INSIDE BINGHAMTON UNIVERSITY
Campus stage ready for ballet’s world premiere
Complexions Contemporary Ballet will perform next week at the Anderson Center.
The Anderson Center will open its season next week with the world premiere of a contemporary ballet.
Complexions will perform Cat, loosely based on Tennessee Williams’ play Cat on a Hot Tin Roof, at 8 p.m. Friday, Sept. 28. The piece features the three main characters from the story with a ballet twist.
“Dance is the hottest item we put on the stage,” said Floyd Herzog, producer/director of the Anderson Center. “It sells out more quickly than any other genre of presentation. We’re eager to bring contemporary ballet to our audience, which so enjoys classical ballet. It truly complements the dance offerings in the area.”
Herzog first received a press kit from Complexions about a year and a half ago. He said he was struck by the rave reviews the New York-based company had received, as well as by the brilliant careers of its two artistic directors, Dwight Rhoden and Desmond Richardson.
After Herzog attended a performance in New Jersey and found the group “mesmerizing,” he approached the dancers with hopes of them creating a new work for the Anderson Center.
“I thought it would be prestigious to have not just an American premiere, like others we’ve had, but a world premiere on this stage,” Herzog said. “As they say,
you don’t ask, you don’t get. They were
highly receptive, so receptive that the company asked me for a vision for an exciting new work.”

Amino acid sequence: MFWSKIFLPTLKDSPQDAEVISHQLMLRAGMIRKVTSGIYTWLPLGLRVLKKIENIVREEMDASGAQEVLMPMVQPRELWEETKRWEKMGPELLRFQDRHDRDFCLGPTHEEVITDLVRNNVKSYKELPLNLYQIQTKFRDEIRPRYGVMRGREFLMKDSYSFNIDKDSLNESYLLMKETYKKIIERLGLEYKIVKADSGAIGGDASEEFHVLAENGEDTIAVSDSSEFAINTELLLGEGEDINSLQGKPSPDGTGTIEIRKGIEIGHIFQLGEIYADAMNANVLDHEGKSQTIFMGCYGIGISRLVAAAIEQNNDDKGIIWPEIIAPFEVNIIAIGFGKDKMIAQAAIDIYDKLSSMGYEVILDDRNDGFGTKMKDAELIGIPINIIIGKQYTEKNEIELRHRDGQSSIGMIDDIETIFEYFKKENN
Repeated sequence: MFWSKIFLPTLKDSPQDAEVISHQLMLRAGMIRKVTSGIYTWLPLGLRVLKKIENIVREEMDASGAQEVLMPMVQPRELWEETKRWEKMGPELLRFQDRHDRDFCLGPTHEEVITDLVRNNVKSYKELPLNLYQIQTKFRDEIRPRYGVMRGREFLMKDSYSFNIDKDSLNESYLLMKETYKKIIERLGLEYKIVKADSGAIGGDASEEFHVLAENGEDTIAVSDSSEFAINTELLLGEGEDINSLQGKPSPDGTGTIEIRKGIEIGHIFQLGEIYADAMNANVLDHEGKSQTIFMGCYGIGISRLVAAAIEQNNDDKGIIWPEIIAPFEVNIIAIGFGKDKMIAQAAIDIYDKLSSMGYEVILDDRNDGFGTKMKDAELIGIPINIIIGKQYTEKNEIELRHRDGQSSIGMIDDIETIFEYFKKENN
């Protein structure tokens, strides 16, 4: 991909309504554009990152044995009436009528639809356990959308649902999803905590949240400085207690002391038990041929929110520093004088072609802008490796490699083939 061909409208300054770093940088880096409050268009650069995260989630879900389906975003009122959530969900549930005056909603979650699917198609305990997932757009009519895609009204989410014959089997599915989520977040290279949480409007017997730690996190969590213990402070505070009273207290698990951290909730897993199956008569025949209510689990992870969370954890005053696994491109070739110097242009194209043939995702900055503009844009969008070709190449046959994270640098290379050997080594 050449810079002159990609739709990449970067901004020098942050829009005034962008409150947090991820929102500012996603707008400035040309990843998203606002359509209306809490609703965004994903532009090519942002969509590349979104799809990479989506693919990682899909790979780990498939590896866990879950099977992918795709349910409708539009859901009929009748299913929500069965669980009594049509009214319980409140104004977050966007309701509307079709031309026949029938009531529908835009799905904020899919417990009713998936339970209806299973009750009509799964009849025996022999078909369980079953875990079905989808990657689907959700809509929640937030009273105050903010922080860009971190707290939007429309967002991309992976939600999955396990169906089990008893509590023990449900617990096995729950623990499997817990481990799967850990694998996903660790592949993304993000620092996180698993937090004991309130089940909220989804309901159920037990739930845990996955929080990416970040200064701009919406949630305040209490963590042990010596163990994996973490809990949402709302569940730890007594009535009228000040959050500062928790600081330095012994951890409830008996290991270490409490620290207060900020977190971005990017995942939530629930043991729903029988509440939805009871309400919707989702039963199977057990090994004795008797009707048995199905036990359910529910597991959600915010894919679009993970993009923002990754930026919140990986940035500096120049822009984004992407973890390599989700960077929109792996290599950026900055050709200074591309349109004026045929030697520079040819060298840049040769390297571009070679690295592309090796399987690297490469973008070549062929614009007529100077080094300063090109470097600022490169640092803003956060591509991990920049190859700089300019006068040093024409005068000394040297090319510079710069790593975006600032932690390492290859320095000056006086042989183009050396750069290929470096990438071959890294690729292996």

The discussions that ensued resulted in the choice of Cat on a Hot Tin Roof as the ballet’s inspiration, in part because of the story’s wonderful pas de deux possibilities and because it had not previously been adapted as a ballet or opera.
Cat, which includes mature themes, will be featured as part of a mixed repertory for the Binghamton performance and will then be added to the company’s permanent repertory and performed worldwide.
Rhoden, a sought-after choreographer, founded Complexions in 1994 with Richardson, a dancer who has worked in television, film and video as well as on Broadway. The multiethnic company is known for thought-provoking works inspired by social and political conditions.
“The ethnicities of the artists mirror those of the Binghamton University student body,” Herzog said. “To present it here, on this multicultural campus, will be especially meaningful. There will be an extra dimension of the relationship between audience and artist.”